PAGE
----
"He's a guy that works hard every day, and he's just got so much skill, and he's so good in tight with the puck," Boughner said. "We ask a lot of him, and we've got to make sure that he's playing the right way as well: get the pucks deep, make your plays when you have a chance and you have numbers, but if not, he's got to be disciplined like everybody else and put the pucks behind. That's something we've been working with him on and he's been better at."

But any elite forward will tell you that he can't do it alone. And in that regard, Huberdeau considers himself blessed to be on a line with fellow high draft pick Aleksander Barkov; he, too, is on his way to a career season with 23 points (eight goals, 15 assists) through 24 games.

"We've been playing together for two, three years," Huberdeau said. "You just find chemistry. I know where he's going to be, and he knows where I'm going to be. He's such a good player, and he's really good defensively, so that helps for us getting the puck back. I'm just fortunate to play with a guy like him."

Barkov says the feeling is mutual.

"We don't really understand each other when we speak, but on the ice, we have the chemistry," Barkov said. "He's a highly skilled player and I love to play with those guys. He's the best guy I've ever played with, and it's fun to play with him. This season, we haven't been our best yet, but it's coming."

Boughner raved about the pairing prior to Tuesday's game.

"You could see the little plays they make in tight, and the little give-and-gos around the net, with the experience there," he said. "They sort of know where each other's gonna be, especially when they use the back of the net. They're real good at finding each other.

"His chemistry with Barkov is pretty obvious out there, and when they're on, they're a pretty scary line. They're not going to score every night, but they're going to be an offensive threat and spend a lot of time in zone."

Huberdeau emerged as a legitimate scoring threat in junior, but it was never part of his game in the NHL until this season. Huberdeau's eight goals put him on pace to top the career-best 20 he potted in 76 games in 2015-16 - but he isn't looking to become the South Florida version of Alex Ovechkin.

"I know a lot of people say 'You've got to shoot a little bit more,' and I've been shooting a little bit more this year," he said. "But it's not in my head that I have to shoot every puck. I try to do the right play every time. If it's shooting, it's shooting. But I don't tell myself I have to shoot at every opportunity."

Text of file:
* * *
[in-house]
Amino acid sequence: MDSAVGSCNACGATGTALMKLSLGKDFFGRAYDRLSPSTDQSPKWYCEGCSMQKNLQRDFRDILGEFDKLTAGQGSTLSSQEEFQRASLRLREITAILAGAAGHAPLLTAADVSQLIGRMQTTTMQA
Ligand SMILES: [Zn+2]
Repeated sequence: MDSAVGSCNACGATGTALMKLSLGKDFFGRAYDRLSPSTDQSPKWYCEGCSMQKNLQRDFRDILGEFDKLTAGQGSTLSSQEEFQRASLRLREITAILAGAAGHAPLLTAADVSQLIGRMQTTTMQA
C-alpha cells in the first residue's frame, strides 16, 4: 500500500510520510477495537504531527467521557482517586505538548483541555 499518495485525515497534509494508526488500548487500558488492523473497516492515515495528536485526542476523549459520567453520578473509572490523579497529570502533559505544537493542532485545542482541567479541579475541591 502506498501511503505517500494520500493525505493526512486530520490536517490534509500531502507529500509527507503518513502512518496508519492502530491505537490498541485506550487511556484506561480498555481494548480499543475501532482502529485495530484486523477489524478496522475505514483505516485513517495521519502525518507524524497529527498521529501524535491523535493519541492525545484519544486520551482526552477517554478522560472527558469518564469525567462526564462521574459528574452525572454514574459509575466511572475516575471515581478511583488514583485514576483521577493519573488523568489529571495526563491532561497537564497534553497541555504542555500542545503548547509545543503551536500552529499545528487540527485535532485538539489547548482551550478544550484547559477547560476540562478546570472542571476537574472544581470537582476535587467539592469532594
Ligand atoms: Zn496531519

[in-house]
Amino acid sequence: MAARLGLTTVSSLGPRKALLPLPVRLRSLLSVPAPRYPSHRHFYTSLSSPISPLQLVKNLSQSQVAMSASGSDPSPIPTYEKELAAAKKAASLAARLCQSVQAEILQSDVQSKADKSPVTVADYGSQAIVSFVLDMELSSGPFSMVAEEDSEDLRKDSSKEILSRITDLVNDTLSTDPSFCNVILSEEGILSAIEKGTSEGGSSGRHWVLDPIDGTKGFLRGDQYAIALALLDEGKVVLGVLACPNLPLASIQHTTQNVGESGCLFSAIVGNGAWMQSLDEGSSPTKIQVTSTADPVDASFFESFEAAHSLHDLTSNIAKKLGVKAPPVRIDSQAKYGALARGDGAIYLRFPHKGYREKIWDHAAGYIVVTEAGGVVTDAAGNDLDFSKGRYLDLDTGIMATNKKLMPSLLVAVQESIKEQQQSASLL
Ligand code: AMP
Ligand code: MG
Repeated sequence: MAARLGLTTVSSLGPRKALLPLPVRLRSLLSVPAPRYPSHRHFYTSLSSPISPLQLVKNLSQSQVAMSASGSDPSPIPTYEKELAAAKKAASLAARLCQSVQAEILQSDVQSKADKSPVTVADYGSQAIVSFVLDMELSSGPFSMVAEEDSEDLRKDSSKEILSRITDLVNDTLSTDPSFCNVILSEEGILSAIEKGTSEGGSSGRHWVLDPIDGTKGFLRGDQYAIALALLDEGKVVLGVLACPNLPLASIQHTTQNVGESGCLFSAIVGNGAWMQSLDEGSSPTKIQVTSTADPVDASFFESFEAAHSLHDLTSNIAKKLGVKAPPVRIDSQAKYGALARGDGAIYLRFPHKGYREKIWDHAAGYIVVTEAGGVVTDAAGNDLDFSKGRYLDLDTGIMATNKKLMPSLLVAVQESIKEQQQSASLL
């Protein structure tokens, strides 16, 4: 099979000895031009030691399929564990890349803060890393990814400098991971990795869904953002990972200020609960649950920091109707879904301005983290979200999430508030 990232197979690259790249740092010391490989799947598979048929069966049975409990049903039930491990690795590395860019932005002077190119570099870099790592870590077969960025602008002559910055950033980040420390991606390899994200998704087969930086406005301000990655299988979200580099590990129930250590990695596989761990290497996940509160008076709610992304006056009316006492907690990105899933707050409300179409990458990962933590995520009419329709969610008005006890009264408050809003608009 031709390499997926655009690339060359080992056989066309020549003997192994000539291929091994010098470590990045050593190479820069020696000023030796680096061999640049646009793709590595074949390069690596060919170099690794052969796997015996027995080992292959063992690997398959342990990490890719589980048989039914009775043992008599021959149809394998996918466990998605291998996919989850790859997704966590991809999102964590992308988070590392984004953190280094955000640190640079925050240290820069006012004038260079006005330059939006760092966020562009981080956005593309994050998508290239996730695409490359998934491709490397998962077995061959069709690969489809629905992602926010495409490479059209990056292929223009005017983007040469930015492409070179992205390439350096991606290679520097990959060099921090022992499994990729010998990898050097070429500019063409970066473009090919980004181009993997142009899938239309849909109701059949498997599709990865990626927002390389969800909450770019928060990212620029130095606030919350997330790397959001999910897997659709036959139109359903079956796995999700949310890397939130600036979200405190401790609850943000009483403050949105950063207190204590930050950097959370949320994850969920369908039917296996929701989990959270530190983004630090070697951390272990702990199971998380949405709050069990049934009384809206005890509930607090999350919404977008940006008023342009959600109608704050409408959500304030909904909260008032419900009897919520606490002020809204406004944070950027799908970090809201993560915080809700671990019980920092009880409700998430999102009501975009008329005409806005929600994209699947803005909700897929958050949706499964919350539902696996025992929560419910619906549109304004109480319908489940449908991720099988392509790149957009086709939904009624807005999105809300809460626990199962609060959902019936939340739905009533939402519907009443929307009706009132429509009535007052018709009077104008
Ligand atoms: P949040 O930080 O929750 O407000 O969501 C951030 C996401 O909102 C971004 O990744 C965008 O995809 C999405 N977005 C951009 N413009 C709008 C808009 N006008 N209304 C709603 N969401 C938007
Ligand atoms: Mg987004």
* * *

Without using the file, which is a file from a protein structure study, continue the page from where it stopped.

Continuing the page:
Shooting isn't the only way you can score - and nobody is more aware of that than Huberdeau, who has become a tip-in master. His 13 tips rank him third in the NHL, and his four tip-in goals put him behind only Pittsburgh Penguins mega-star Sidney Crosby and New York Islanders forward Anders Lee.

Huberdeau admits it's something he has prioritized this season.

"That was one of the things I wanted to work on, and that's what I've been doing," Huberdeau said. "I'm more in front of the net on the power play this year, too. I've had some tips this year, but you have to be at the right place at the right moment."

Tallon, who drafted Huberdeau six years ago, is proud of how the 24-year-old has taken on more of a leadership role this season.

"He's maturing and becoming a man in front of our eyes," Tallon said. "These kids start at 18, 19 years old, and it takes time. It's just a matter of experience and understanding, being more professional in your approach and attitude, and becoming a man."

Yet, as well-rounded as Huberdeau has become, he doesn't believe he's reached his peak. Though, he hopes he's close.

"As a player, you always want to get better," he said. "And I still need to get better; I want to have a healthy year, get stronger. Sometimes injuries slow you down, but from 24 to 27, 28, you get to your peak. Hopefully I'll get there."

(Jesse Spector contributed to this feature.)

(Photos courtesy: Getty Images)